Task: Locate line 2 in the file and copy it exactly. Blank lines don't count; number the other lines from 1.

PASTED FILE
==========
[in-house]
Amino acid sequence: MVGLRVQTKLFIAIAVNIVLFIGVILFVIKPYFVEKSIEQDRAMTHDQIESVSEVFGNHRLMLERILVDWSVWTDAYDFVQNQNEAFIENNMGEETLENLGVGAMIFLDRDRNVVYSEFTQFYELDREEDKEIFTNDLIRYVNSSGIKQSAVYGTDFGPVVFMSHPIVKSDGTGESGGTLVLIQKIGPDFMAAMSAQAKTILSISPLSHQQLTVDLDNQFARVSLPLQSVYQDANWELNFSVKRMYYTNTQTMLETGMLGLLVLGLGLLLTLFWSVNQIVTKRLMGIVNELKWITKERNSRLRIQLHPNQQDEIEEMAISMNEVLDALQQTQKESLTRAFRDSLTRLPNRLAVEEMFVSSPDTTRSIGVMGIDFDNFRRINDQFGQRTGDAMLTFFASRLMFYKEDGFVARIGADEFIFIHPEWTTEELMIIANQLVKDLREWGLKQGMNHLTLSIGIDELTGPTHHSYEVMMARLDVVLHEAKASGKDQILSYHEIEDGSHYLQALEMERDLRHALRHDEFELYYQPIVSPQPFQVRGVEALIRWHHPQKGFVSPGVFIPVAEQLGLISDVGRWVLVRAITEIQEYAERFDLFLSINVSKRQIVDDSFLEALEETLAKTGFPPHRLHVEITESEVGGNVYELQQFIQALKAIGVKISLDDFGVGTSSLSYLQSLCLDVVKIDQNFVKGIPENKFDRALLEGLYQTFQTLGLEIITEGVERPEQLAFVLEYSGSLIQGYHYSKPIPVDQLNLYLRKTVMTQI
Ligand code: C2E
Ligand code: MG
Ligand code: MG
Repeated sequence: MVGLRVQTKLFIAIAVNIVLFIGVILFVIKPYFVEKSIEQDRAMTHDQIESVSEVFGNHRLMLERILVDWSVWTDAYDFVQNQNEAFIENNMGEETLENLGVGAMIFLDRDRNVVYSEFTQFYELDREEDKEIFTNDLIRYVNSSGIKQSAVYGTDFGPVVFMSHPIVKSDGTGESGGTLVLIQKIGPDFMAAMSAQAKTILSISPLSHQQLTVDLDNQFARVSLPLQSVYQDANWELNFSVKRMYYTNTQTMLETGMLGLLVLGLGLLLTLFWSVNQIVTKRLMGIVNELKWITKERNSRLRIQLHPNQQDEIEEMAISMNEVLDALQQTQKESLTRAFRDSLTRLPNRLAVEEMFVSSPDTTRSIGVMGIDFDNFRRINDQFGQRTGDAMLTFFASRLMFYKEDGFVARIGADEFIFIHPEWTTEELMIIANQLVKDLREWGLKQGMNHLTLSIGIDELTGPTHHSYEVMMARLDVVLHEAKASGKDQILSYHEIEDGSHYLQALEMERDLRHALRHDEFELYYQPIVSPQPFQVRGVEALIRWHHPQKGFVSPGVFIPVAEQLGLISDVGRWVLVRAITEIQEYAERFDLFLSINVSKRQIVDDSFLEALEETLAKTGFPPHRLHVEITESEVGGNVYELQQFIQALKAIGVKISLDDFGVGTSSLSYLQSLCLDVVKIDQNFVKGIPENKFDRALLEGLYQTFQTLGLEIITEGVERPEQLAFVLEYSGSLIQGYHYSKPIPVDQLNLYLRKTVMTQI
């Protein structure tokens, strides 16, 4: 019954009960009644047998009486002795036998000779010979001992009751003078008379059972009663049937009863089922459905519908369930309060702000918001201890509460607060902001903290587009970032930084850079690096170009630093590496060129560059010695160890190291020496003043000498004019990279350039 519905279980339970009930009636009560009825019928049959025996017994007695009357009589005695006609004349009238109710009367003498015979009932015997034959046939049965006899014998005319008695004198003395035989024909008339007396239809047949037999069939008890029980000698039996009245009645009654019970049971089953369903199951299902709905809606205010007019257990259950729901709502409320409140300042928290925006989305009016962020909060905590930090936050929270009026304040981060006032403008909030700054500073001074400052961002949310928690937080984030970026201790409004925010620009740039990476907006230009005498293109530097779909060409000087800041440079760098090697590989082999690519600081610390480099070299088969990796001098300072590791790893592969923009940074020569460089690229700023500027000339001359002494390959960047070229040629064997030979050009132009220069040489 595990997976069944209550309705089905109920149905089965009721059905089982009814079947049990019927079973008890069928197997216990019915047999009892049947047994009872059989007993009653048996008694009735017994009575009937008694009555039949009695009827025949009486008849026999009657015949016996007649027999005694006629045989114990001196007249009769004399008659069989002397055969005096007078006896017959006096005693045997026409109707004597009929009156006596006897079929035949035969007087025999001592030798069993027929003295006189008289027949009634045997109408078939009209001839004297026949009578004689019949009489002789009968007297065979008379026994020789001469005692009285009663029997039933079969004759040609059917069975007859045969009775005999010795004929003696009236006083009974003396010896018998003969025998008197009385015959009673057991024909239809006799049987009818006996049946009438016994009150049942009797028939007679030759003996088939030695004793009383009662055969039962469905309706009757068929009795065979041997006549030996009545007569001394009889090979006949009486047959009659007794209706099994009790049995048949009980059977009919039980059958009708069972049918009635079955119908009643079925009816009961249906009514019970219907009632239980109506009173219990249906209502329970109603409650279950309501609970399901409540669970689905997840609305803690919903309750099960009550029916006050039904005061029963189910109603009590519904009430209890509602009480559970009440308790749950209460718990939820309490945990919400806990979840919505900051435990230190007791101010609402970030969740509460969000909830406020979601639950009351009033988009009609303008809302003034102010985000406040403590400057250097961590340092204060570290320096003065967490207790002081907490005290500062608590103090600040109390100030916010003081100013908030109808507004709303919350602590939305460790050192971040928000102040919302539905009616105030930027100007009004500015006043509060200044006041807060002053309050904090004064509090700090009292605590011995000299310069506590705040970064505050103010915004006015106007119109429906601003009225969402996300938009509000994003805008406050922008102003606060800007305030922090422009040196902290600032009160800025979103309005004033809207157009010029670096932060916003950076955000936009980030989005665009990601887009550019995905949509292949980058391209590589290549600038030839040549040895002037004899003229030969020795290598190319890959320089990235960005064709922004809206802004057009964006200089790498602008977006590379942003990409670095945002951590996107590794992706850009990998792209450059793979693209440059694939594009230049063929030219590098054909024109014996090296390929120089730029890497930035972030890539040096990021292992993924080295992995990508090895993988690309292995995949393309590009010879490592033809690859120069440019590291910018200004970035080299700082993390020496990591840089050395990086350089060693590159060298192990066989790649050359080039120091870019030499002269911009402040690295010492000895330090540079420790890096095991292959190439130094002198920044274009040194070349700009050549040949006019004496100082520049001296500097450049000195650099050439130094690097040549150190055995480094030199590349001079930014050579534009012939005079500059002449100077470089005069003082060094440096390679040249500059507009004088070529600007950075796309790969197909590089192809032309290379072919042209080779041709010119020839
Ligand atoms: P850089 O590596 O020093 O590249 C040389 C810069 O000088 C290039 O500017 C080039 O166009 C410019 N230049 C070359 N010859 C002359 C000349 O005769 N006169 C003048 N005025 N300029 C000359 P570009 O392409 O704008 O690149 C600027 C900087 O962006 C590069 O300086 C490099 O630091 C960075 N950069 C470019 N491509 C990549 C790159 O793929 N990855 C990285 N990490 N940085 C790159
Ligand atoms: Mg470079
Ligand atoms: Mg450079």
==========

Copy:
Amino acid sequence: MVGLRVQTKLFIAIAVNIVLFIGVILFVIKPYFVEKSIEQDRAMTHDQIESVSEVFGNHRLMLERILVDWSVWTDAYDFVQNQNEAFIENNMGEETLENLGVGAMIFLDRDRNVVYSEFTQFYELDREEDKEIFTNDLIRYVNSSGIKQSAVYGTDFGPVVFMSHPIVKSDGTGESGGTLVLIQKIGPDFMAAMSAQAKTILSISPLSHQQLTVDLDNQFARVSLPLQSVYQDANWELNFSVKRMYYTNTQTMLETGMLGLLVLGLGLLLTLFWSVNQIVTKRLMGIVNELKWITKERNSRLRIQLHPNQQDEIEEMAISMNEVLDALQQTQKESLTRAFRDSLTRLPNRLAVEEMFVSSPDTTRSIGVMGIDFDNFRRINDQFGQRTGDAMLTFFASRLMFYKEDGFVARIGADEFIFIHPEWTTEELMIIANQLVKDLREWGLKQGMNHLTLSIGIDELTGPTHHSYEVMMARLDVVLHEAKASGKDQILSYHEIEDGSHYLQALEMERDLRHALRHDEFELYYQPIVSPQPFQVRGVEALIRWHHPQKGFVSPGVFIPVAEQLGLISDVGRWVLVRAITEIQEYAERFDLFLSINVSKRQIVDDSFLEALEETLAKTGFPPHRLHVEITESEVGGNVYELQQFIQALKAIGVKISLDDFGVGTSSLSYLQSLCLDVVKIDQNFVKGIPENKFDRALLEGLYQTFQTLGLEIITEGVERPEQLAFVLEYSGSLIQGYHYSKPIPVDQLNLYLRKTVMTQI